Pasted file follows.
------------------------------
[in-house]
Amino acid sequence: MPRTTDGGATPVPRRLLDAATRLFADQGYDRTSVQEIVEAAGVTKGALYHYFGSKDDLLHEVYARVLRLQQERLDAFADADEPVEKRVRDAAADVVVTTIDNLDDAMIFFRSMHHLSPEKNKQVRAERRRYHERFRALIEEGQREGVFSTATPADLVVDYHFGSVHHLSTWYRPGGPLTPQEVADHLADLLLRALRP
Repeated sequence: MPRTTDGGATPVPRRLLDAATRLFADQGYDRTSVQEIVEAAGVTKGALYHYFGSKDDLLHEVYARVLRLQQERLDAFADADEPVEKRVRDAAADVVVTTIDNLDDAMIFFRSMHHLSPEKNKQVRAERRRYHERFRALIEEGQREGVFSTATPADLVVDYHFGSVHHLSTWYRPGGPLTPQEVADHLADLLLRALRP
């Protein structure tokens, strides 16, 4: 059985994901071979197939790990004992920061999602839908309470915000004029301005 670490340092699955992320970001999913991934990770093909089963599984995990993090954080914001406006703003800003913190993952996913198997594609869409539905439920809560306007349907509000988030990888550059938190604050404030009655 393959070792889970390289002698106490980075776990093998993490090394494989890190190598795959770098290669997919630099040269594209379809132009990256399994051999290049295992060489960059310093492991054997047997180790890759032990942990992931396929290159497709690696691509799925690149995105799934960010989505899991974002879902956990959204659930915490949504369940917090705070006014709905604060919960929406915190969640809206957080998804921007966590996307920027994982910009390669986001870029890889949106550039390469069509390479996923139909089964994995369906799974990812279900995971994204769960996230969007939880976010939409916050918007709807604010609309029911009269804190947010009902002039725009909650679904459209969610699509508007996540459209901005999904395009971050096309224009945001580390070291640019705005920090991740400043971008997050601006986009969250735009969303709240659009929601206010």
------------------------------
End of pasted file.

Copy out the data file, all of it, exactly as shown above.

[in-house]
Amino acid sequence: MPRTTDGGATPVPRRLLDAATRLFADQGYDRTSVQEIVEAAGVTKGALYHYFGSKDDLLHEVYARVLRLQQERLDAFADADEPVEKRVRDAAADVVVTTIDNLDDAMIFFRSMHHLSPEKNKQVRAERRRYHERFRALIEEGQREGVFSTATPADLVVDYHFGSVHHLSTWYRPGGPLTPQEVADHLADLLLRALRP
Repeated sequence: MPRTTDGGATPVPRRLLDAATRLFADQGYDRTSVQEIVEAAGVTKGALYHYFGSKDDLLHEVYARVLRLQQERLDAFADADEPVEKRVRDAAADVVVTTIDNLDDAMIFFRSMHHLSPEKNKQVRAERRRYHERFRALIEEGQREGVFSTATPADLVVDYHFGSVHHLSTWYRPGGPLTPQEVADHLADLLLRALRP
């Protein structure tokens, strides 16, 4: 059985994901071979197939790990004992920061999602839908309470915000004029301005 670490340092699955992320970001999913991934990770093909089963599984995990993090954080914001406006703003800003913190993952996913198997594609869409539905439920809560306007349907509000988030990888550059938190604050404030009655 393959070792889970390289002698106490980075776990093998993490090394494989890190190598795959770098290669997919630099040269594209379809132009990256399994051999290049295992060489960059310093492991054997047997180790890759032990942990992931396929290159497709690696691509799925690149995105799934960010989505899991974002879902956990959204659930915490949504369940917090705070006014709905604060919960929406915190969640809206957080998804921007966590996307920027994982910009390669986001870029890889949106550039390469069509390479996923139909089964994995369906799974990812279900995971994204769960996230969007939880976010939409916050918007709807604010609309029911009269804190947010009902002039725009909650679904459209969610699509508007996540459209901005999904395009971050096309224009945001580390070291640019705005920090991740400043971008997050601006986009969250735009969303709240659009929601206010």